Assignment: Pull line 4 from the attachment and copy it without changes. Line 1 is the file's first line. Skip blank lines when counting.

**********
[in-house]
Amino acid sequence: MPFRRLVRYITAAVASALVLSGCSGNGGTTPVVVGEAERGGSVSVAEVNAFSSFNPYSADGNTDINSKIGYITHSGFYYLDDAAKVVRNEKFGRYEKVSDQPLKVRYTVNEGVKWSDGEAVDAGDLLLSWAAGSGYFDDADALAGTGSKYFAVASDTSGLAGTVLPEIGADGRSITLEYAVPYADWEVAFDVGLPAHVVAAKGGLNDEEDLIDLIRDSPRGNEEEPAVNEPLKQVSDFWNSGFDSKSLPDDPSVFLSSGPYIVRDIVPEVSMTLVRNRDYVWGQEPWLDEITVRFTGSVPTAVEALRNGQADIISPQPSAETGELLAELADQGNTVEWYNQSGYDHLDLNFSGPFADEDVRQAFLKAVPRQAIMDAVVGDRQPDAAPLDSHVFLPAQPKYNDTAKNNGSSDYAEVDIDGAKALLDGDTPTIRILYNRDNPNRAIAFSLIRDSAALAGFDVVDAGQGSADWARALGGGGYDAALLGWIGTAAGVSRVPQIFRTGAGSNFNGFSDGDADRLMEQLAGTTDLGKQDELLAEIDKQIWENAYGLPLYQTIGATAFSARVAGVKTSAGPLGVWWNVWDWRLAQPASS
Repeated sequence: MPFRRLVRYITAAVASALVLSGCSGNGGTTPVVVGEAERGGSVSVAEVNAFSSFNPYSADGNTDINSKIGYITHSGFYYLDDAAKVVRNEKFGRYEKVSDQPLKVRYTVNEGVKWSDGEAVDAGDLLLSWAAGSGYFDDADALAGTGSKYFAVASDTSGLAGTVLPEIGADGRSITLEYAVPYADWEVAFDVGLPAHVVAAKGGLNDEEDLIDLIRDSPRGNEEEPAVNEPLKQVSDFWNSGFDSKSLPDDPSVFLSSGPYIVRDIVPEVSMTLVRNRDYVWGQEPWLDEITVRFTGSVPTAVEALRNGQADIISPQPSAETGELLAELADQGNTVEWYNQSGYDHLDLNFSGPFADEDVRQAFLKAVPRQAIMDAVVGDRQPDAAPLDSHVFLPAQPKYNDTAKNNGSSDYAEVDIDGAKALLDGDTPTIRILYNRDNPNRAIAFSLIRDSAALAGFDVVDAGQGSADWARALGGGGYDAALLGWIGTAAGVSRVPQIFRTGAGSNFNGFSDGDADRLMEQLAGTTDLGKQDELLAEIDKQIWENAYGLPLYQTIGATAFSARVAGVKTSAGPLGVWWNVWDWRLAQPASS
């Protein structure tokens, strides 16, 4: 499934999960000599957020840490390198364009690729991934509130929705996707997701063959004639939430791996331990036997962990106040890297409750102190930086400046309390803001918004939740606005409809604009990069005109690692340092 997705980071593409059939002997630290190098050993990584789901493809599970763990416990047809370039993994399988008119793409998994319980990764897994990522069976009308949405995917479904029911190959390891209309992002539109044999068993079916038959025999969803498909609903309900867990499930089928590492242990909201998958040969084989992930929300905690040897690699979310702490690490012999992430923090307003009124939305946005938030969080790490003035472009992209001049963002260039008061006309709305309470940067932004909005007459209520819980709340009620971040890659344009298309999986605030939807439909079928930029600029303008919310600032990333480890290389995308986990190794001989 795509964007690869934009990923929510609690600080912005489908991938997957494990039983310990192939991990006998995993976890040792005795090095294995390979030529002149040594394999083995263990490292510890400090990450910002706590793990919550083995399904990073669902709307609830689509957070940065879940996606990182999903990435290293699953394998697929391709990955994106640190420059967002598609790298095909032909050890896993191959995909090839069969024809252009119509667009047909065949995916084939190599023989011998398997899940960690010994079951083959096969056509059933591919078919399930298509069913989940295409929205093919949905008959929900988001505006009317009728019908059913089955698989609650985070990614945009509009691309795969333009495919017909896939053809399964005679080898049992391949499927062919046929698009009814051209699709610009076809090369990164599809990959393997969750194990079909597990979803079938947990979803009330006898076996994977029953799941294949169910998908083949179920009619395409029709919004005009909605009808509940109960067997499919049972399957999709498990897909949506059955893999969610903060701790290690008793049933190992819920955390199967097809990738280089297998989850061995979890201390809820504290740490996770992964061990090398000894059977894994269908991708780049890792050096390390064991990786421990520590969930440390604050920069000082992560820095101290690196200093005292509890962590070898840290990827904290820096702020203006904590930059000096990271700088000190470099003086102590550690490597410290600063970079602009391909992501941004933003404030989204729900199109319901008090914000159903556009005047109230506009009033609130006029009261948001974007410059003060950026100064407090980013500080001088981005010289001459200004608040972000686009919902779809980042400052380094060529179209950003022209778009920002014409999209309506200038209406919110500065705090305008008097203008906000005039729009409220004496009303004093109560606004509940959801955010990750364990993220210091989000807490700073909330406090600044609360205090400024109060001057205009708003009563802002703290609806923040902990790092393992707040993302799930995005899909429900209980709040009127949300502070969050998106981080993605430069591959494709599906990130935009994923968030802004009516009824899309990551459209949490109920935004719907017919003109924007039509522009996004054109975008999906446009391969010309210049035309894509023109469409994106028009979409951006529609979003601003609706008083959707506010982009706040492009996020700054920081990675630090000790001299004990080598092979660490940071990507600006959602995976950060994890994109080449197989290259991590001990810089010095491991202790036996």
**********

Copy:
């Protein structure tokens, strides 16, 4: 499934999960000599957020840490390198364009690729991934509130929705996707997701063959004639939430791996331990036997962990106040890297409750102190930086400046309390803001918004939740606005409809604009990069005109690692340092 997705980071593409059939002997630290190098050993990584789901493809599970763990416990047809370039993994399988008119793409998994319980990764897994990522069976009308949405995917479904029911190959390891209309992002539109044999068993079916038959025999969803498909609903309900867990499930089928590492242990909201998958040969084989992930929300905690040897690699979310702490690490012999992430923090307003009124939305946005938030969080790490003035472009992209001049963002260039008061006309709305309470940067932004909005007459209520819980709340009620971040890659344009298309999986605030939807439909079928930029600029303008919310600032990333480890290389995308986990190794001989 795509964007690869934009990923929510609690600080912005489908991938997957494990039983310990192939991990006998995993976890040792005795090095294995390979030529002149040594394999083995263990490292510890400090990450910002706590793990919550083995399904990073669902709307609830689509957070940065879940996606990182999903990435290293699953394998697929391709990955994106640190420059967002598609790298095909032909050890896993191959995909090839069969024809252009119509667009047909065949995916084939190599023989011998398997899940960690010994079951083959096969056509059933591919078919399930298509069913989940295409929205093919949905008959929900988001505006009317009728019908059913089955698989609650985070990614945009509009691309795969333009495919017909896939053809399964005679080898049992391949499927062919046929698009009814051209699709610009076809090369990164599809990959393997969750194990079909597990979803079938947990979803009330006898076996994977029953799941294949169910998908083949179920009619395409029709919004005009909605009808509940109960067997499919049972399957999709498990897909949506059955893999969610903060701790290690008793049933190992819920955390199967097809990738280089297998989850061995979890201390809820504290740490996770992964061990090398000894059977894994269908991708780049890792050096390390064991990786421990520590969930440390604050920069000082992560820095101290690196200093005292509890962590070898840290990827904290820096702020203006904590930059000096990271700088000190470099003086102590550690490597410290600063970079602009391909992501941004933003404030989204729900199109319901008090914000159903556009005047109230506009009033609130006029009261948001974007410059003060950026100064407090980013500080001088981005010289001459200004608040972000686009919902779809980042400052380094060529179209950003022209778009920002014409999209309506200038209406919110500065705090305008008097203008906000005039729009409220004496009303004093109560606004509940959801955010990750364990993220210091989000807490700073909330406090600044609360205090400024109060001057205009708003009563802002703290609806923040902990790092393992707040993302799930995005899909429900209980709040009127949300502070969050998106981080993605430069591959494709599906990130935009994923968030802004009516009824899309990551459209949490109920935004719907017919003109924007039509522009996004054109975008999906446009391969010309210049035309894509023109469409994106028009979409951006529609979003601003609706008083959707506010982009706040492009996020700054920081990675630090000790001299004990080598092979660490940071990507600006959602995976950060994890994109080449197989290259991590001990810089010095491991202790036996």